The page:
• HaroldHecuba: Mike Mussina is EASTERN EUROPEAN, not Italian....

Will he close or won’t he?

I've got a Papelboner.

He will.

From ESPN.com:

The Boston Red Sox didn’t have to search long for Mike Timlin‘s replacement as closer.

Two days after announcing that the 41-year-old Timlin will start the season on the disabled list, multiple team sources told ESPN’s Erin Andrews that the Red Sox have decided Jonathan Papelbon has regained the closer’s job.

Papelbon had 35 saves and a 0.92 ERA last season as a closer in his rookie year, but a shoulder problem detected late in the season led the team to decide he would move to the starting rotation in 2007.

Because of Papelbon’s shoulder issues, there will be restrictions on how he is used: He won’t throw when he is tired and he won’t appear in more than three games in a row, Andrews reports.

The news comes after manager Terry Francona announced that Timlin, who has been bothered by a strained oblique, will start the season on the DL.

What does it all mean? It means the guys the Sox hoped would replace Papelbon have all sucked. Hard.

Right-handers Joel Pineiro, Brendan Donnelly and Julian Tavarez just didn’t inspire the Sox with confidence. And really, how could the Sox go with a closer they didn’t trust when they had an all-star closer already on their roster?

Of course, if Papelbon’s arm falls off, everyone will second guess this decision. But then, people would have been screaming for Papelbon the second Pineiro or Tavarez blew a save. So I guess the Sox were damned either way.

UPDATE (Sarah Green)

Gordon Edes of the Boston Globe is reporting that the move was Papelbon’s idea—and not because his teammates have all sucked. (Hard.) Instead, he says, the impetus behind the move was Jonathan himself:

Papelbon, despite his public declarations of embracing the role of starter, said he hasn’t been able to sleep this spring because he wanted to close and finally told Francona of his desire on the field prior to Tuesday night’s exhibition game.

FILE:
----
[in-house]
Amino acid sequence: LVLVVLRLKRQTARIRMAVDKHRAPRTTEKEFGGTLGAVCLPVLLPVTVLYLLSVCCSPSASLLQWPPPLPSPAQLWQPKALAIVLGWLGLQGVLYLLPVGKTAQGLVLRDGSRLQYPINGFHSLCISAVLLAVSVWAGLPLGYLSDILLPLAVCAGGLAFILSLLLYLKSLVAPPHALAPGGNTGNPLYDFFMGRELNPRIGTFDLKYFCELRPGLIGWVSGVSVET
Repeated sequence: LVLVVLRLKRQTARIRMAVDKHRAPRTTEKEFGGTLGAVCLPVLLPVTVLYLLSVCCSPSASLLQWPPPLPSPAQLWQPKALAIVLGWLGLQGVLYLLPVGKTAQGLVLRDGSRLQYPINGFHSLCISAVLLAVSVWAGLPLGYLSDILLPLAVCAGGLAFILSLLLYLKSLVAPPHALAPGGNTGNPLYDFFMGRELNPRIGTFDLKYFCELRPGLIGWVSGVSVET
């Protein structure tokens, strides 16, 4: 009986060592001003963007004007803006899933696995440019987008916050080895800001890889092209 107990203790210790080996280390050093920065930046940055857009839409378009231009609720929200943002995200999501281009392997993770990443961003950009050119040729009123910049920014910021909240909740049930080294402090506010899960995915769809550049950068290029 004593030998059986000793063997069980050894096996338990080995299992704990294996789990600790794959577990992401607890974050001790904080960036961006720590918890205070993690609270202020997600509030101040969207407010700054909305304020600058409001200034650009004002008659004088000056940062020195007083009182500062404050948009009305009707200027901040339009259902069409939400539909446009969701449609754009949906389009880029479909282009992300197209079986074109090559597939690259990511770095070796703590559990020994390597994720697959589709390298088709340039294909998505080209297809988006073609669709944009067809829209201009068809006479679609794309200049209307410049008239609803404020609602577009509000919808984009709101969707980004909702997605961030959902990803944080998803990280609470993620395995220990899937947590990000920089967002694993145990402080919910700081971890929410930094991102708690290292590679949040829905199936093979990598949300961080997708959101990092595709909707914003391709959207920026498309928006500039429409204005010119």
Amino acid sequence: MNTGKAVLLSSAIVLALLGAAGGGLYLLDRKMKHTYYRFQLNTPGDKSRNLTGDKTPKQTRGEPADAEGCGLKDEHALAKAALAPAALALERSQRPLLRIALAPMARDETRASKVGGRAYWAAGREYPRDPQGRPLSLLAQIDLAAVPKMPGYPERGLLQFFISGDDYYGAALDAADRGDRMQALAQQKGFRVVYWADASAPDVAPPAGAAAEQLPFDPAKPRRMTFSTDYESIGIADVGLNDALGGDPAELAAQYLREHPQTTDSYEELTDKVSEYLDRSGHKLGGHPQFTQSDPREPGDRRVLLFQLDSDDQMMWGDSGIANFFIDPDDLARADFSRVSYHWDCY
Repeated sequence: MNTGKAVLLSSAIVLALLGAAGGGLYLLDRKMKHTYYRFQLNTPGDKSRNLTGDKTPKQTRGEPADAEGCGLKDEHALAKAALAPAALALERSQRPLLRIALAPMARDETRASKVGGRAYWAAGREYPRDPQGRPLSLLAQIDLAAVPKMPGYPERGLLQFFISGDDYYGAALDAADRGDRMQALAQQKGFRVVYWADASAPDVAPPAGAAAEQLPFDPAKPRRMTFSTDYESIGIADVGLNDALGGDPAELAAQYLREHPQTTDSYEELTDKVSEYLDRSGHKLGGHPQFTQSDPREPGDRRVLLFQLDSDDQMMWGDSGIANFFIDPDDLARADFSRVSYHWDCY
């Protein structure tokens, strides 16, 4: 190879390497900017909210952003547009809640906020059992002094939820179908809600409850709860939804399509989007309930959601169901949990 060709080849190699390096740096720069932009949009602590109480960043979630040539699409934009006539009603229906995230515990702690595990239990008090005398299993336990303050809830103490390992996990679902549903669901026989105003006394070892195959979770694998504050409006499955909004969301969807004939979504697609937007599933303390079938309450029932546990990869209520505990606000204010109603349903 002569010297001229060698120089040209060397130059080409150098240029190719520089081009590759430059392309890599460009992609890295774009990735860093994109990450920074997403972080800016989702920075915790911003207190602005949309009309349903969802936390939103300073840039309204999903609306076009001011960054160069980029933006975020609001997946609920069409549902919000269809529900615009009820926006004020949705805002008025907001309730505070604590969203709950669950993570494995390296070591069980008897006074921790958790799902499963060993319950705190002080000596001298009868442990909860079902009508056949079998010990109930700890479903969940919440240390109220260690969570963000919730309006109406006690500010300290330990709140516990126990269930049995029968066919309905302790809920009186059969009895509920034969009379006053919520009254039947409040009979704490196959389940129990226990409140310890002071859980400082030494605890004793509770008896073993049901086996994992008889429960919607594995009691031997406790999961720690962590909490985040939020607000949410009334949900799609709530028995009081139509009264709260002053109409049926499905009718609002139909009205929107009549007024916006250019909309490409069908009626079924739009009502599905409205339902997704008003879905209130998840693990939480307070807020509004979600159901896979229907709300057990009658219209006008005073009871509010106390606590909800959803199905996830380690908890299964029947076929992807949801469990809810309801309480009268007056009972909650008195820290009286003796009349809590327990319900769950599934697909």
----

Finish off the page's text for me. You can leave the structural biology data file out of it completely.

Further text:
[...]

Papelbon said he told team captain Jason Varitek of his desire to close before speaking with the manager, and also consulted his family. His parents were in Clearwater to watch him pitch three innings today.

Both Papelbon and Francona insisted that Papelbon had done so well strengthening his shoulder that the medical reasons for making him a starter have been allayed. Francona did say he would have to closely monitor Papelbon’s workload to protect against overuse. He said last August, Papelbon threw more pitches than anyone in the big leagues.

[...]

Papelbon was insistent that he would not do something that would jeopardize his health just because the team didn’t have a clear-cut alternative as closer.

“To make a decision solely based on one year is kind of retarded, in my opinion,” he said. “This is something I’d like to do the rest of my career. Forget about starting. Go out (as a closer), chase records and hopefully do for the Red Sox what Mariano Rivera does for the Yankees.”

(As an aside, here’s an opposing view that puts Schilling as the master puppeteer behind the move. I’m not sure that this theory holds any water, but I submit it for your approval nonetheless.)